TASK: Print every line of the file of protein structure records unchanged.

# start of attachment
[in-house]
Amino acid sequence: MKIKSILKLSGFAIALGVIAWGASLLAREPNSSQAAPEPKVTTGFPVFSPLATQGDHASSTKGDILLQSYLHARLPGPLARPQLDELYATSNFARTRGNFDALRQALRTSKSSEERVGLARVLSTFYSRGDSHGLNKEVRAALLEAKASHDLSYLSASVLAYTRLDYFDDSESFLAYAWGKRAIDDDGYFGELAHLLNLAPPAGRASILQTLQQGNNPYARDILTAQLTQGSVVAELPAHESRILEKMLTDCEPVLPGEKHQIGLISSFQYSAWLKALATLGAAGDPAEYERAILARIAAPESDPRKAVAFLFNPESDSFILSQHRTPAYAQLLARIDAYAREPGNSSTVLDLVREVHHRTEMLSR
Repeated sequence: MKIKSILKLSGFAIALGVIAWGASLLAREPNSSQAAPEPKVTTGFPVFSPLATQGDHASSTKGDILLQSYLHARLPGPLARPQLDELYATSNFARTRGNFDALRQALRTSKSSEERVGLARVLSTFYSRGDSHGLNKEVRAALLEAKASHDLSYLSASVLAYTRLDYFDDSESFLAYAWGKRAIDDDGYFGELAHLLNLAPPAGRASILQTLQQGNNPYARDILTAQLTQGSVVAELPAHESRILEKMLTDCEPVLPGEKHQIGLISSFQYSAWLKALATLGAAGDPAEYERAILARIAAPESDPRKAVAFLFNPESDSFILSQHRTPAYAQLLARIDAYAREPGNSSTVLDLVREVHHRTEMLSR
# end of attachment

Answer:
[in-house]
Amino acid sequence: MKIKSILKLSGFAIALGVIAWGASLLAREPNSSQAAPEPKVTTGFPVFSPLATQGDHASSTKGDILLQSYLHARLPGPLARPQLDELYATSNFARTRGNFDALRQALRTSKSSEERVGLARVLSTFYSRGDSHGLNKEVRAALLEAKASHDLSYLSASVLAYTRLDYFDDSESFLAYAWGKRAIDDDGYFGELAHLLNLAPPAGRASILQTLQQGNNPYARDILTAQLTQGSVVAELPAHESRILEKMLTDCEPVLPGEKHQIGLISSFQYSAWLKALATLGAAGDPAEYERAILARIAAPESDPRKAVAFLFNPESDSFILSQHRTPAYAQLLARIDAYAREPGNSSTVLDLVREVHHRTEMLSR
Repeated sequence: MKIKSILKLSGFAIALGVIAWGASLLAREPNSSQAAPEPKVTTGFPVFSPLATQGDHASSTKGDILLQSYLHARLPGPLARPQLDELYATSNFARTRGNFDALRQALRTSKSSEERVGLARVLSTFYSRGDSHGLNKEVRAALLEAKASHDLSYLSASVLAYTRLDYFDDSESFLAYAWGKRAIDDDGYFGELAHLLNLAPPAGRASILQTLQQGNNPYARDILTAQLTQGSVVAELPAHESRILEKMLTDCEPVLPGEKHQIGLISSFQYSAWLKALATLGAAGDPAEYERAILARIAAPESDPRKAVAFLFNPESDSFILSQHRTPAYAQLLARIDAYAREPGNSSTVLDLVREVHHRTEMLSR